Charlene mentioned to me that she was experiencing bouts of depression and pain in her chest. I instantly knew what remedy would work best for her, but how on earth was I going to get her to let me do what needed to be done? In order for us to rise in consciousness, we must die to fear and ignorance. Fortunately, even though my remedy was going to sound strange to Charlene, she trusted me. The cultivation of trust is absolutely essential for any personal or professional relationship.


I began to explain to Charlene that a gua sha is a healing tool that originated in China. It used to be called “spooning” because health practitioners would use a ceramic spoon (not unlike the ones we see in Asian restaurants) to do the healing work. A gua sha is generally made out of polished wood or crystals. It is used for a variety of ailments including:

☥ Pain relief

☥ Pulling toxins out of tissues

☥ Breaking up scar tissue





In Charlene’s case, I was going to use a gua sha made of green jade to break up scar tissue that had formed around her breast from her surgeries. So, let me set the scene for you. Charlene says that she is experiencing pain and depression, and my response to her was, “I have this Chinese tool that I’d like to use on your chest to break up your scar tissue. This would involve working on your bare chest, directly on and around all of your scars.”


I did a lot of breathing and meditating to try and figure out the best way to deliver this information, but there seemed to be no way for me to sound sane to an American who is not used to holistic therapies. Furthermore, most people truly believe that there is just one pathway for healing, and anything that sounds too earthy or natural is likened to witchcraft.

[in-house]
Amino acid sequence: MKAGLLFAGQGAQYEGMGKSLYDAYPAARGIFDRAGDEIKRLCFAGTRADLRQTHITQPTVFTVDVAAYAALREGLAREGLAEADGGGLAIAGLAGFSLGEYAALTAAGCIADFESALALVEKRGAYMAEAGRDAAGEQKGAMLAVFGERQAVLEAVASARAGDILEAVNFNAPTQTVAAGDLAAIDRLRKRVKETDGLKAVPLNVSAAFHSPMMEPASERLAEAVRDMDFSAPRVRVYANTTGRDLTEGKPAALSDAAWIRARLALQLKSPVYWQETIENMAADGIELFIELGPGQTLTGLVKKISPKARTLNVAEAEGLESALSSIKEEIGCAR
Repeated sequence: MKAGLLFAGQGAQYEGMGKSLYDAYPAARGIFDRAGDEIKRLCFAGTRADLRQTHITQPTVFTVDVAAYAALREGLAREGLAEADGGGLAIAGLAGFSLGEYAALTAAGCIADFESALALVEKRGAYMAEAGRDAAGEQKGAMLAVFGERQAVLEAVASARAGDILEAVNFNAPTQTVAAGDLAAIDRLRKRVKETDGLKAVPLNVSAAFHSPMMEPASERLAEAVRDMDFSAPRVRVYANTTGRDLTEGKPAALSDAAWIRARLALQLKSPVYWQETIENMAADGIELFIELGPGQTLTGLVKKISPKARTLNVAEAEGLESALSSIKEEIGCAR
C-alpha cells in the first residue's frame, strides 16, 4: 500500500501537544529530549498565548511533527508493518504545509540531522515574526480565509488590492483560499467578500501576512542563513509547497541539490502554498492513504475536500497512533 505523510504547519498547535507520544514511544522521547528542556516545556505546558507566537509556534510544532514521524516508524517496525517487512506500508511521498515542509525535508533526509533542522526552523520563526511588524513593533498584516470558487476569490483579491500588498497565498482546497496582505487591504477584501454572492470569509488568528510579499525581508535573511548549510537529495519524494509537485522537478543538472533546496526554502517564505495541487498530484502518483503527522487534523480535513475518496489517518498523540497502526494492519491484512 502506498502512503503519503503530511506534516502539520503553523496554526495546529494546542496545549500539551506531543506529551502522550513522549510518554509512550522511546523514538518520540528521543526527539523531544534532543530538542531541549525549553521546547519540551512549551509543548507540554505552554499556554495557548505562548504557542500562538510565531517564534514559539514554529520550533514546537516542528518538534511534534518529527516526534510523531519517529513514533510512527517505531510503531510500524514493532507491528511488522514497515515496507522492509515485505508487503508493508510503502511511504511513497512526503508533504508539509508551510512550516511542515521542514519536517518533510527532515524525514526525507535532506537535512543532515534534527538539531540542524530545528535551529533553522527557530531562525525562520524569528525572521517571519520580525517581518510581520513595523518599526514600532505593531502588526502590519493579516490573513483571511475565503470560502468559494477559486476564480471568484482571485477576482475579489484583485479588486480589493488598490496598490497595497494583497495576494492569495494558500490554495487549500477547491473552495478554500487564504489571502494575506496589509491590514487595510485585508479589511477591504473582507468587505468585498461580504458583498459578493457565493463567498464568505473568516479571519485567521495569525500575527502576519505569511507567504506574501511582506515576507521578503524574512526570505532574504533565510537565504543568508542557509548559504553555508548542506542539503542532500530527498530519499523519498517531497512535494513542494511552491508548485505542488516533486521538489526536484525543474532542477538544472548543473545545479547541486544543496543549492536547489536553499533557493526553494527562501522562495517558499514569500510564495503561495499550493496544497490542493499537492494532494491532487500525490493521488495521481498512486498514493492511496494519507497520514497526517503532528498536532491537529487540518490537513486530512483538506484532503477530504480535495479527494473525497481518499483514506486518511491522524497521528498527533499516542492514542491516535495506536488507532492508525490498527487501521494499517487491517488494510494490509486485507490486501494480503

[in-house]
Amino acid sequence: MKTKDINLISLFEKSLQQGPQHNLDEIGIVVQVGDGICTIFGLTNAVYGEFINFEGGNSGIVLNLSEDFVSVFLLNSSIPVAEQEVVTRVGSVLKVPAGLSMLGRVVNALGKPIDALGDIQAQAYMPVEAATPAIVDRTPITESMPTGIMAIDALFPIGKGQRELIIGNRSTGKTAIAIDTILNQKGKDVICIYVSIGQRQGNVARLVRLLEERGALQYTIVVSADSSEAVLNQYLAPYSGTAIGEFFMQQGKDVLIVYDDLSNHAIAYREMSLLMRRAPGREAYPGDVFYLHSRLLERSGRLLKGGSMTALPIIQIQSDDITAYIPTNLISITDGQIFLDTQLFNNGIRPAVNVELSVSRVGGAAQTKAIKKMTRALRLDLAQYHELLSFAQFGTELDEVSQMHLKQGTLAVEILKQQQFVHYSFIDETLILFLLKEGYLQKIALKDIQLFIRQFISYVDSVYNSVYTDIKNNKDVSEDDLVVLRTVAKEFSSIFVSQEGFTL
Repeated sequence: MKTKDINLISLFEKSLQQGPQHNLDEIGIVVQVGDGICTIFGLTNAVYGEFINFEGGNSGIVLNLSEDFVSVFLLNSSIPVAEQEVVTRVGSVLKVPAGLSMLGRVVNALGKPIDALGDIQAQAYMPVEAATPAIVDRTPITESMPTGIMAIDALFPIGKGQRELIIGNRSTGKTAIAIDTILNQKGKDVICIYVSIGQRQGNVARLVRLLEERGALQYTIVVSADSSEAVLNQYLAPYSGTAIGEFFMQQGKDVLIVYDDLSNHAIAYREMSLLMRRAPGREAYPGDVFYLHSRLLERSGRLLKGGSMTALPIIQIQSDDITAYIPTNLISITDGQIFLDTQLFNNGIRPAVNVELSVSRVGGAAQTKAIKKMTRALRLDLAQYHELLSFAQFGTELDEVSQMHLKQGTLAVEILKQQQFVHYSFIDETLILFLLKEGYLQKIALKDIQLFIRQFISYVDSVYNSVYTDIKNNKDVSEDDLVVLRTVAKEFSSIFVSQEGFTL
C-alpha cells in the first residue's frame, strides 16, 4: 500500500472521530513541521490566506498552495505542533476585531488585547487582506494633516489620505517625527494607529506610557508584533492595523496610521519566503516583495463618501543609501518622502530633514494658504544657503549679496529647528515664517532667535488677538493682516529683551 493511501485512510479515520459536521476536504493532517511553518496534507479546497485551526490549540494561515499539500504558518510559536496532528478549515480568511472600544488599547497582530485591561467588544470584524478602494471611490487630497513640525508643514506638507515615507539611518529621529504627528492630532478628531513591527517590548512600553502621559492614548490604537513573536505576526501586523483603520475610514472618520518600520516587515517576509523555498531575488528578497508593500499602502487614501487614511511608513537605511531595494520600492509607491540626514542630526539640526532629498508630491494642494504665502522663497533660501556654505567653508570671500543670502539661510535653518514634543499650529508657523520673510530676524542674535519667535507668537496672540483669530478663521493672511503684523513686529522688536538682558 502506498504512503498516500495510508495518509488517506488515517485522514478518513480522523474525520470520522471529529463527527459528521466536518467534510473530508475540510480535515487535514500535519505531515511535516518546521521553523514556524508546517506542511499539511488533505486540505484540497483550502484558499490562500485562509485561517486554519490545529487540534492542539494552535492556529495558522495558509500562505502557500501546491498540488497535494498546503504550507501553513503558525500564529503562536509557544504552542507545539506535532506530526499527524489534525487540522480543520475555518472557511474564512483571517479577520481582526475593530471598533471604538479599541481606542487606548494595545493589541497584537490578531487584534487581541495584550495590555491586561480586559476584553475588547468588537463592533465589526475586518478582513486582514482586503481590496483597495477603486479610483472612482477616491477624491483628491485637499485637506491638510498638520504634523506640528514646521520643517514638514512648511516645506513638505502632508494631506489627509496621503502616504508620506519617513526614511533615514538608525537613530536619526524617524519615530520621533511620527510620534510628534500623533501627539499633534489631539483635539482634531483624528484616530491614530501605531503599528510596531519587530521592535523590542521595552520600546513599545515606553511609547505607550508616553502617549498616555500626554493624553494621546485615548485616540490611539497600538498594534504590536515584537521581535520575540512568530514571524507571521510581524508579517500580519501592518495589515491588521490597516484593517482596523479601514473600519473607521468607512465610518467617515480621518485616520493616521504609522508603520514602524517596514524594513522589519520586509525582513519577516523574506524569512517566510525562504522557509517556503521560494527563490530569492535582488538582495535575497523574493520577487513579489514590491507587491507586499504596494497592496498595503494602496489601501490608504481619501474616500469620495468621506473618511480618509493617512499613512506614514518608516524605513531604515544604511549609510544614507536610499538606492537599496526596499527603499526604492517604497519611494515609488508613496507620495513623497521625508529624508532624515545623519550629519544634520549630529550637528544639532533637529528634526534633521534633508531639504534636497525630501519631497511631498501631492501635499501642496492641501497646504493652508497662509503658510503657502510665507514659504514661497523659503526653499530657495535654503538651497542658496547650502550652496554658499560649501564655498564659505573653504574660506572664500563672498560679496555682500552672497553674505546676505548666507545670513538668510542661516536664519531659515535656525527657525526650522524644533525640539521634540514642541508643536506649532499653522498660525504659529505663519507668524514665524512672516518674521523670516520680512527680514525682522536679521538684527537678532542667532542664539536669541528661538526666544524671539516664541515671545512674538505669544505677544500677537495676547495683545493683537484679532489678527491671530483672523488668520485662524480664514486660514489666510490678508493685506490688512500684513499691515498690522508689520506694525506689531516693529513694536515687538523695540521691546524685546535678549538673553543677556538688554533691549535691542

Somehow, the Sekhmet within me persevered, and Charlene let me work on her chest. She explains her experiences with me during the video series, but I’d like to share my experiences from the perspective of a health practitioner. When I arrived, she was trusting and ready. As I opened her blouse, I prayed that her scars would look like the scars on the White women with whom I worked: neat and created with care. However, I was devastated to see that her scars were just like the scars that I worked on with other Black women: jagged and sloppy.


I called on Shu, the God of Air ☥ Sustenance of Life to connect me with deep Qigong breathing. As I suspected, her scar tissue was hard, but the gua sha worked beautifully. As I worked, she began to say that she felt more than just “stuff breaking up,” she felt like depression was leaving her. In the holistic world, the pain that we feel is caused by congestion, suppressed and repressed emotions that are stuck in the tissues. Once the congestion begins to clear, the trapped emotions can be released and healed. Imagine trying to explain this concept to a culture that is used to popping a pill for every potential ailment without ever taking the time to seek out and remove the root cause. Even books that are written on health disparities such as: Medical Apartheid: The Dark History of Medical Experimentation on Black Americans from Colonial Times to the Present do not mention Indigenous healing strategies as primary, complementary or supplementary restoration and recovery options for Black ☥ Indigenous ☥ Immigrant People.





I’m so grateful that Charlene trusted me to do the work, even though the work was unconventional and probably sounded outrageous to her. I share this story, with her permission, because during our work together, she was able to rise above the pain and depression by allowing the illumination of new knowledge to come in and by allowing her fears to burn up in the ashes of ignorance. In order for us to rise, we need to see the truth and drop the dead weight that exists within and around us.


To date, Charlene has had 11 surgeries, so she is well-versed in the process of allopathic treatments. The illumination of new knowledge included resources to help her manage stress and pain naturally such as:

Breathing exercises

☥ Healing movement exercises such as Qigong and Yoga

☥ Reiki, meditation, massage therapy, chiropractic care